MANILA–Since Benham Rise is part of Philippine territory, Filipinos must exercise their sovereignty over the area and assert their rights.
“We must work together and exercise our sovereign rights to nurture and protect it — a first step would be to declare Benham Bank as a ‘no-take’ zone, immediately protecting it from any exploitation,” said Oceana Philippines vice president Gloria Estenzo Ramos in an interview with the Philippine News Agency at the sidelines of the launching of “Sagip Sardines” held Tuesday at Luxent Hotel in Quezon City.
As defined by National Geographic, “no take zones” are areas set aside by the government where no extractive activity is allowed. Extractive activities include fishing, hunting, logging, mining, drilling, and shell collecting.
“Benham Rise is part of Philippine territory. We must exercise our sovereignty over this area and assert our rights,” she stressed.
According to earlier studies, Benham Rise, a 13-million hectare extended continental shelf located east of Luzon, is a resource-rich area and the only known breeding ground of the critically endangered Pacific bluefin tuna.
As such, Ramos proposed for the creation of a management framework for the undersea territory “to ensure the protection of this special place and the conservation of its marine resources.
“The immediate creation of a management framework to ensure the protection of this special place and the conservation of its marine resources is a compelling first step,” said Ramos.
The Department of National Defense (DND) earlier reported that a Chinese vessel conducted an unsanctioned survey in the region, believed to be rich in both marine and mineral resources.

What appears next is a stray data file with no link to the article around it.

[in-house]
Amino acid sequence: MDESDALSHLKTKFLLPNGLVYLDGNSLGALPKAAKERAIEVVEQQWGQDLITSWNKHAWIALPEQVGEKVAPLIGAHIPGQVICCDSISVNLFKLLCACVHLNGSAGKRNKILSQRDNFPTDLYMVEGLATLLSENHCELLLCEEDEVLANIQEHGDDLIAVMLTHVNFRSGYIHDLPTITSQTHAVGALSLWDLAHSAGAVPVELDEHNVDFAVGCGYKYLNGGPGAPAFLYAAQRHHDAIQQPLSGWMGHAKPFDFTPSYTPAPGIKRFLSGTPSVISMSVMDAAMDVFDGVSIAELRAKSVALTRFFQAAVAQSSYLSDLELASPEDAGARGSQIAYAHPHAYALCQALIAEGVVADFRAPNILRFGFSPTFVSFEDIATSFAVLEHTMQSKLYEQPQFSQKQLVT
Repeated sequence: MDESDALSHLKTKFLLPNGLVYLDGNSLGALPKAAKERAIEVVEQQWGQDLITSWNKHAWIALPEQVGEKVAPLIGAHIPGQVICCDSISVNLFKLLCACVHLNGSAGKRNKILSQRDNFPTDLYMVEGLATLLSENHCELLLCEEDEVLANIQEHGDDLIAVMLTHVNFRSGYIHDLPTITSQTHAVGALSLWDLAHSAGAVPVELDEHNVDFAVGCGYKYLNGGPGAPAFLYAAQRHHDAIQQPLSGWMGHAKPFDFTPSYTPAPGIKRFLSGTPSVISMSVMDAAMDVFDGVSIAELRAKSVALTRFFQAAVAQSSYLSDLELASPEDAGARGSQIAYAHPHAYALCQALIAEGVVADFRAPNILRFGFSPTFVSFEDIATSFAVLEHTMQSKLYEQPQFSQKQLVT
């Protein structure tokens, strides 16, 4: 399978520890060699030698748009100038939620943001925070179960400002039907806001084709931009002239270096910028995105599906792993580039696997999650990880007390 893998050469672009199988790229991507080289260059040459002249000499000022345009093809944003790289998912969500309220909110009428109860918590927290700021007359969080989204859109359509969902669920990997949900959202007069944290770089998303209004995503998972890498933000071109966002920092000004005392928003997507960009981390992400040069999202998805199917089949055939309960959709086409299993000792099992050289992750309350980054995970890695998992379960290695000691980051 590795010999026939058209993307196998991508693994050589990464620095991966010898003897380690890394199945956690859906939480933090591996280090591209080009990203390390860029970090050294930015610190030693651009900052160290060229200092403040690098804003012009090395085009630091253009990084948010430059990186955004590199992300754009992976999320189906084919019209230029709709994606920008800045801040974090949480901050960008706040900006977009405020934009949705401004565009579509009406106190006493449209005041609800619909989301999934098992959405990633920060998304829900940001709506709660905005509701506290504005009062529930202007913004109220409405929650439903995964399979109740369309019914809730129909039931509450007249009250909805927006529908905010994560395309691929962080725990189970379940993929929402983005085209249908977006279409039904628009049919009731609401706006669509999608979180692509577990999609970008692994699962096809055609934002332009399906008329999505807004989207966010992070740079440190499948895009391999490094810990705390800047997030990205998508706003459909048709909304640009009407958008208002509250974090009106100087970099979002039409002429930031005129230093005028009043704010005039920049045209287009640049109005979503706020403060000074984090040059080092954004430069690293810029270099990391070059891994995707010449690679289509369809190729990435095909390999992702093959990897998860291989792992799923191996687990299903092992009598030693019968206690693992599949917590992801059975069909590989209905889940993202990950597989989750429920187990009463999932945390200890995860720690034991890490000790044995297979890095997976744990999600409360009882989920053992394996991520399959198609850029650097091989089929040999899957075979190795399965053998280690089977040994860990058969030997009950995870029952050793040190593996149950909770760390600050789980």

Benham Rise is an undersea territory located east of Luzon. It includes a 13-million hectare extended continental shelf validated in 2012 by the United Nations’ Commission on the Limits of the Continental Shelf (UN CLCS) as the Philippines’ newest territory. This expanded the original region from 11.4-million hectares to 24.4-million hectares — just under the total land area of the country, which currently stands at 30-million hectares.
The Philippine government has conducted numerous expeditions in the area to study its resources. In May 2016, Oceana Philippines joined government scientists from the Bureau of Fisheries and Aquatic Resources (BFAR), plus the University of the Philippines, Philippine Coast Guard (PCG) and Philippine Navy (PN) for an expedition to Benham Bank –the shallowest portion of the Rise.
The expedition team reported an astounding 100 percent coral cover in the surveyed area –extremely rare in the country and perhaps the only one — plus a diverse assemblage of marine resources.
Marine scientists also documented a vast “mesophotic” or deep-sea reef ecosystem at minimum depths of 50 meters, which experts cited as a potential source and refuge for shallow reef fish and other marine organisms that can be affected by climate change.
“With 100 percent coral cover, Benham Rise is possibly the only place left in Philippine waters in such a pristine state. Further research should be done to ensure that the area is developed sustainably,” said Ramos.
“We must work together and exercise our sovereign rights to nurture and protect it,” she added.